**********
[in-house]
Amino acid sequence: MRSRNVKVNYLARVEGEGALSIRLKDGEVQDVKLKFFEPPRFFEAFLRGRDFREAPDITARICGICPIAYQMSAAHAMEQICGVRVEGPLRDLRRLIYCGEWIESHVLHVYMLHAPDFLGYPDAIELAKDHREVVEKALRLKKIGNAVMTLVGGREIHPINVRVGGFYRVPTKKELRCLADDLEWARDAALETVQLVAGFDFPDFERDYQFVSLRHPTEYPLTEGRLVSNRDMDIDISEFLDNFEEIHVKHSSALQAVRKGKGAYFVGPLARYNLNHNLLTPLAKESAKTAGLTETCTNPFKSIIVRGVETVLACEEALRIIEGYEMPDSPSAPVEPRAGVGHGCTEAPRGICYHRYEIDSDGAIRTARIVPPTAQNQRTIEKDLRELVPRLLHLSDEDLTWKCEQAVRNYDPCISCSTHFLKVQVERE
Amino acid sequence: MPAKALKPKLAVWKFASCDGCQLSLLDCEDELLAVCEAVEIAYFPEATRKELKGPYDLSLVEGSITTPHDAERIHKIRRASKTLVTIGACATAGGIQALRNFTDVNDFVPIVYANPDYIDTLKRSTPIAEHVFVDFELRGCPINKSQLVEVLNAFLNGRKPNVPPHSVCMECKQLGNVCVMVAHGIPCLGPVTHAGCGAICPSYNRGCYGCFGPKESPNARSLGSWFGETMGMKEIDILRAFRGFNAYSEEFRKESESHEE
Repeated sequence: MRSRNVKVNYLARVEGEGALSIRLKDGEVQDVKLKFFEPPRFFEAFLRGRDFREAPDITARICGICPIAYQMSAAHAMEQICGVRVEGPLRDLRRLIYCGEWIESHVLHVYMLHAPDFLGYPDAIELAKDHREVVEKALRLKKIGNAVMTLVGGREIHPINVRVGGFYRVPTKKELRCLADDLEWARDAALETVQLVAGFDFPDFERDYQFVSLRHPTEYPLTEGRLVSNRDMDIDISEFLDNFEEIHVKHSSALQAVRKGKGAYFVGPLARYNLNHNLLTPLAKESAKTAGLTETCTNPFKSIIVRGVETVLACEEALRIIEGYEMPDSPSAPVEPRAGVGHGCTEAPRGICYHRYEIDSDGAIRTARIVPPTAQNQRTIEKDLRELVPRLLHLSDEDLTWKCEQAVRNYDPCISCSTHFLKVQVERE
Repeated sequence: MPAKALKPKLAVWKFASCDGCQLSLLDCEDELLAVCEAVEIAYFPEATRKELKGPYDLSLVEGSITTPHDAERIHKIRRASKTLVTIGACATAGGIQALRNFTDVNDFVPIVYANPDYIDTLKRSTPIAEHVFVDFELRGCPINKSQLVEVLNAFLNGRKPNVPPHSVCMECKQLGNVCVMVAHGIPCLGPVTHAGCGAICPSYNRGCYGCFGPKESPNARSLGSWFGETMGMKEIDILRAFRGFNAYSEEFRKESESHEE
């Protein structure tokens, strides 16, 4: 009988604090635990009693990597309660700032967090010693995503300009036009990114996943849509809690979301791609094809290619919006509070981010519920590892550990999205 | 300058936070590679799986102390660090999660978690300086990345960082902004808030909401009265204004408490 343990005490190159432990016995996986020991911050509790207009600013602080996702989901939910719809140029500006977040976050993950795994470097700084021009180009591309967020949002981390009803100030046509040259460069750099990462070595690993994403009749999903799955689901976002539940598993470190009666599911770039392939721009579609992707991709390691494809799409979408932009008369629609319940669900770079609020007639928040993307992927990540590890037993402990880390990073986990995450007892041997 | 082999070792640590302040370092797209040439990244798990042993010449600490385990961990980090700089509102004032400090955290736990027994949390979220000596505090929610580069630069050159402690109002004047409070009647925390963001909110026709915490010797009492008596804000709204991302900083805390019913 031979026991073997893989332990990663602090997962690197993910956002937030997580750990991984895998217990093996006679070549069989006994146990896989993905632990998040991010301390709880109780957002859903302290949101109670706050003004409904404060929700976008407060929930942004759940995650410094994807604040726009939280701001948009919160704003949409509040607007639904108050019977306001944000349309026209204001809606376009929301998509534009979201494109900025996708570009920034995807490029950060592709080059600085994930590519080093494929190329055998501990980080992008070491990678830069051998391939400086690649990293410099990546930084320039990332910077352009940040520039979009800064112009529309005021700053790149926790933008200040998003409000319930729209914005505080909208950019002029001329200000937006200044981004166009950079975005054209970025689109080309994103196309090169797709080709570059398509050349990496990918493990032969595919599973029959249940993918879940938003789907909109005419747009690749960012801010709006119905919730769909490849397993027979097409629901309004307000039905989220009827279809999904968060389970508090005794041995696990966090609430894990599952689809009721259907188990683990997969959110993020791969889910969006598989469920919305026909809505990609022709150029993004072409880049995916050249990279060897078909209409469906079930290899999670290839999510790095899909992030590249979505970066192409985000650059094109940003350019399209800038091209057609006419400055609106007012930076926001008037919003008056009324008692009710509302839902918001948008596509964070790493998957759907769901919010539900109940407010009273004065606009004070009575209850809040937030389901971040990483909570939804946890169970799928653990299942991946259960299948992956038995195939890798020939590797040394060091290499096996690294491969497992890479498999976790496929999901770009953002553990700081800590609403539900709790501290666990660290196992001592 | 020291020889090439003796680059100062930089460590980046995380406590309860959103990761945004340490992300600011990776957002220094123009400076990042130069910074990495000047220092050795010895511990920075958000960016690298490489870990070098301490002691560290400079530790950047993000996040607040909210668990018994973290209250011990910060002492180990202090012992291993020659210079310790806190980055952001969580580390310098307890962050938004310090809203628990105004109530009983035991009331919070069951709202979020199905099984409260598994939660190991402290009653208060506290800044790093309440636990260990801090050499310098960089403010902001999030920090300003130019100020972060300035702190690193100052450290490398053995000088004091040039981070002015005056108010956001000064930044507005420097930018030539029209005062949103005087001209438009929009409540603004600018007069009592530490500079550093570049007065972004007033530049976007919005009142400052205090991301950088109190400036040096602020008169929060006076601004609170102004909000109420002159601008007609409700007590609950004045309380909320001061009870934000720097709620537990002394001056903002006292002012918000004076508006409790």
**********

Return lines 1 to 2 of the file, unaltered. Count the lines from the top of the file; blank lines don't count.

[in-house]
Amino acid sequence: MRSRNVKVNYLARVEGEGALSIRLKDGEVQDVKLKFFEPPRFFEAFLRGRDFREAPDITARICGICPIAYQMSAAHAMEQICGVRVEGPLRDLRRLIYCGEWIESHVLHVYMLHAPDFLGYPDAIELAKDHREVVEKALRLKKIGNAVMTLVGGREIHPINVRVGGFYRVPTKKELRCLADDLEWARDAALETVQLVAGFDFPDFERDYQFVSLRHPTEYPLTEGRLVSNRDMDIDISEFLDNFEEIHVKHSSALQAVRKGKGAYFVGPLARYNLNHNLLTPLAKESAKTAGLTETCTNPFKSIIVRGVETVLACEEALRIIEGYEMPDSPSAPVEPRAGVGHGCTEAPRGICYHRYEIDSDGAIRTARIVPPTAQNQRTIEKDLRELVPRLLHLSDEDLTWKCEQAVRNYDPCISCSTHFLKVQVERE